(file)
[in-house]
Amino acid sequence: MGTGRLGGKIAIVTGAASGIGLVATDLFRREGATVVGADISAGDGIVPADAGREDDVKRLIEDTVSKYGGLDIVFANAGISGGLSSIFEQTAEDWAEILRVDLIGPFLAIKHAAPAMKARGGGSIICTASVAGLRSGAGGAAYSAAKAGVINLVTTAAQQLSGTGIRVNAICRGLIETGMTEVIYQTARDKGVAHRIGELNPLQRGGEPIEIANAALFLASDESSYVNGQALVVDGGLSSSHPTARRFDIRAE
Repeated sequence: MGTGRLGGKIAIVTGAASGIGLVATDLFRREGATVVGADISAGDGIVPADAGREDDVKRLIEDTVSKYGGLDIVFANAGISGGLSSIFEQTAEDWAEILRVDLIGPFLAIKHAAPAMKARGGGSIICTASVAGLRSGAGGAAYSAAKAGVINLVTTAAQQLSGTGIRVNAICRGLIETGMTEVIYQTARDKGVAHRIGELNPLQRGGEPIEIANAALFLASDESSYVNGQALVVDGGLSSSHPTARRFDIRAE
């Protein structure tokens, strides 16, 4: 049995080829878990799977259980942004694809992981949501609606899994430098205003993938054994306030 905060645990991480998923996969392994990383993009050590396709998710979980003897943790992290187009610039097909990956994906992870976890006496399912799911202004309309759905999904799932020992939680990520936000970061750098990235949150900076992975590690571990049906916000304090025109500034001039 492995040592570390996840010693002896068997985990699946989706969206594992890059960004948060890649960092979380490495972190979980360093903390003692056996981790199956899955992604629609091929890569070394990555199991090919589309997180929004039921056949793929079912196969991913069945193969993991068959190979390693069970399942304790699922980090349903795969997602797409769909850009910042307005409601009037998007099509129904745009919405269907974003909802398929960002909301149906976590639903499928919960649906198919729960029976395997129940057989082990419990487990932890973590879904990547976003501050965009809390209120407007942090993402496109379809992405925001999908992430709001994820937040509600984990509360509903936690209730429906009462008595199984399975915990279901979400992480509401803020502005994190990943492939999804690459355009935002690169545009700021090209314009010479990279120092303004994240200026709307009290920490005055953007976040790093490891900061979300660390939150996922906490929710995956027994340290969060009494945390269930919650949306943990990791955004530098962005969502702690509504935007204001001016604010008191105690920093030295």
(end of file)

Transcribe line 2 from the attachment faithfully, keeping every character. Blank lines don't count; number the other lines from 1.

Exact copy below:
Amino acid sequence: MGTGRLGGKIAIVTGAASGIGLVATDLFRREGATVVGADISAGDGIVPADAGREDDVKRLIEDTVSKYGGLDIVFANAGISGGLSSIFEQTAEDWAEILRVDLIGPFLAIKHAAPAMKARGGGSIICTASVAGLRSGAGGAAYSAAKAGVINLVTTAAQQLSGTGIRVNAICRGLIETGMTEVIYQTARDKGVAHRIGELNPLQRGGEPIEIANAALFLASDESSYVNGQALVVDGGLSSSHPTARRFDIRAE